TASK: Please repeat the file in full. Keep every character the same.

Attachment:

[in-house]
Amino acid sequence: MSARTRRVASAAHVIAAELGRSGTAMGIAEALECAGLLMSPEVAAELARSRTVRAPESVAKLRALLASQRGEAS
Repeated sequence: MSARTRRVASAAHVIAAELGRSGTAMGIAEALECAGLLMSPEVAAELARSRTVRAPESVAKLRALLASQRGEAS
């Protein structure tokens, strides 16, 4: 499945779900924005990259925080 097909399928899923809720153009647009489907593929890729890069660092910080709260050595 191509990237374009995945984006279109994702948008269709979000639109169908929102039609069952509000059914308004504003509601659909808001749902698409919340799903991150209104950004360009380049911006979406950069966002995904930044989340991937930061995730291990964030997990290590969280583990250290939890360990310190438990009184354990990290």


[in-house]
Amino acid sequence: MSARTRRVASAAHVIAAELGRSGTAMGIAEALECAGLLMSPEVAAELARSRTVRAPESVAKLRALLASQRGEAS
Repeated sequence: MSARTRRVASAAHVIAAELGRSGTAMGIAEALECAGLLMSPEVAAELARSRTVRAPESVAKLRALLASQRGEAS
């Protein structure tokens, strides 16, 4: 499945779900924005990259925080 097909399928899923809720153009647009489907593929890729890069660092910080709260050595 191509990237374009995945984006279109994702948008269709979000639109169908929102039609069952509000059914308004504003509601659909808001749902698409919340799903991150209104950004360009380049911006979406950069966002995904930044989340991937930061995730291990964030997990290590969280583990250290939890360990310190438990009184354990990290």